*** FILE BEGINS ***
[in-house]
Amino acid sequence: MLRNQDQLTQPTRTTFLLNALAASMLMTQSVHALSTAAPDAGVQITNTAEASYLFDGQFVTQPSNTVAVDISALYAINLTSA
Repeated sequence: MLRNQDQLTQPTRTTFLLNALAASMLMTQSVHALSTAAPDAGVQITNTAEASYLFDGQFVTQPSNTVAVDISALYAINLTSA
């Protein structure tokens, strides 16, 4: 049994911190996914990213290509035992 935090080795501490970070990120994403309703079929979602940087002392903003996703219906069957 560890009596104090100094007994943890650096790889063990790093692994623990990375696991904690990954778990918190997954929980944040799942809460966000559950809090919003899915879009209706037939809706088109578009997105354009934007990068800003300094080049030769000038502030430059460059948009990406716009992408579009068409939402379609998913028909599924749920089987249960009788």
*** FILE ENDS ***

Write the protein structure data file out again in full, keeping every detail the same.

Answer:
[in-house]
Amino acid sequence: MLRNQDQLTQPTRTTFLLNALAASMLMTQSVHALSTAAPDAGVQITNTAEASYLFDGQFVTQPSNTVAVDISALYAINLTSA
Repeated sequence: MLRNQDQLTQPTRTTFLLNALAASMLMTQSVHALSTAAPDAGVQITNTAEASYLFDGQFVTQPSNTVAVDISALYAINLTSA
């Protein structure tokens, strides 16, 4: 049994911190996914990213290509035992 935090080795501490970070990120994403309703079929979602940087002392903003996703219906069957 560890009596104090100094007994943890650096790889063990790093692994623990990375696991904690990954778990918190997954929980944040799942809460966000559950809090919003899915879009209706037939809706088109578009997105354009934007990068800003300094080049030769000038502030430059460059948009990406716009992408579009068409939402379609998913028909599924749920089987249960009788």